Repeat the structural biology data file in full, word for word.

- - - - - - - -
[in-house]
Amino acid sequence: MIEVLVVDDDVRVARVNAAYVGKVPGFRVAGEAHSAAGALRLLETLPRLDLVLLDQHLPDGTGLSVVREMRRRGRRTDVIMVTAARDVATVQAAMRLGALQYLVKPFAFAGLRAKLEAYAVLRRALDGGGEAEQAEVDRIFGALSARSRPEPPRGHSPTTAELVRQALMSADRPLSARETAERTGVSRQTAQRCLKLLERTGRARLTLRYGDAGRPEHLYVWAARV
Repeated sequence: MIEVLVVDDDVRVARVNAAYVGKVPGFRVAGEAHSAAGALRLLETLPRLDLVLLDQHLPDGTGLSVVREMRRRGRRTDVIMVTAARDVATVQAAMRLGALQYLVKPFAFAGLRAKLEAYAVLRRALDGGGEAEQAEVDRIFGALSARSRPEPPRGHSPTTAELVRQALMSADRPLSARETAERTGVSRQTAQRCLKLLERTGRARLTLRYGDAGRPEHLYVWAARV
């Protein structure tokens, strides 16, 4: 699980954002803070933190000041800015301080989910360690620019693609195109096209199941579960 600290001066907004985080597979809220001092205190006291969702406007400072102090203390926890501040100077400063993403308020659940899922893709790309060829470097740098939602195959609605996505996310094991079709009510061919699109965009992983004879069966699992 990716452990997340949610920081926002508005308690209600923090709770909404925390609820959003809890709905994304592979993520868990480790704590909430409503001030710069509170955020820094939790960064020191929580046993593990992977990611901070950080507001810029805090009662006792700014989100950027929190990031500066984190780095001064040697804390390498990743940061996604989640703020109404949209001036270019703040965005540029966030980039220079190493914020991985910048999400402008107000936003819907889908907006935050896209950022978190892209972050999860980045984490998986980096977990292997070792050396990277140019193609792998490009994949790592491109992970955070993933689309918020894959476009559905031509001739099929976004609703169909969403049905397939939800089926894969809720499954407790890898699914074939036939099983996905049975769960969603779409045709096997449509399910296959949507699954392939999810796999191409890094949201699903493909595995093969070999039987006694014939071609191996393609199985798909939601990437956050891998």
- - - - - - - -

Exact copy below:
[in-house]
Amino acid sequence: MIEVLVVDDDVRVARVNAAYVGKVPGFRVAGEAHSAAGALRLLETLPRLDLVLLDQHLPDGTGLSVVREMRRRGRRTDVIMVTAARDVATVQAAMRLGALQYLVKPFAFAGLRAKLEAYAVLRRALDGGGEAEQAEVDRIFGALSARSRPEPPRGHSPTTAELVRQALMSADRPLSARETAERTGVSRQTAQRCLKLLERTGRARLTLRYGDAGRPEHLYVWAARV
Repeated sequence: MIEVLVVDDDVRVARVNAAYVGKVPGFRVAGEAHSAAGALRLLETLPRLDLVLLDQHLPDGTGLSVVREMRRRGRRTDVIMVTAARDVATVQAAMRLGALQYLVKPFAFAGLRAKLEAYAVLRRALDGGGEAEQAEVDRIFGALSARSRPEPPRGHSPTTAELVRQALMSADRPLSARETAERTGVSRQTAQRCLKLLERTGRARLTLRYGDAGRPEHLYVWAARV
């Protein structure tokens, strides 16, 4: 699980954002803070933190000041800015301080989910360690620019693609195109096209199941579960 600290001066907004985080597979809220001092205190006291969702406007400072102090203390926890501040100077400063993403308020659940899922893709790309060829470097740098939602195959609605996505996310094991079709009510061919699109965009992983004879069966699992 990716452990997340949610920081926002508005308690209600923090709770909404925390609820959003809890709905994304592979993520868990480790704590909430409503001030710069509170955020820094939790960064020191929580046993593990992977990611901070950080507001810029805090009662006792700014989100950027929190990031500066984190780095001064040697804390390498990743940061996604989640703020109404949209001036270019703040965005540029966030980039220079190493914020991985910048999400402008107000936003819907889908907006935050896209950022978190892209972050999860980045984490998986980096977990292997070792050396990277140019193609792998490009994949790592491109992970955070993933689309918020894959476009559905031509001739099929976004609703169909969403049905397939939800089926894969809720499954407790890898699914074939036939099983996905049975769960969603779409045709096997449509399910296959949507699954392939999810796999191409890094949201699903493909595995093969070999039987006694014939071609191996393609199985798909939601990437956050891998």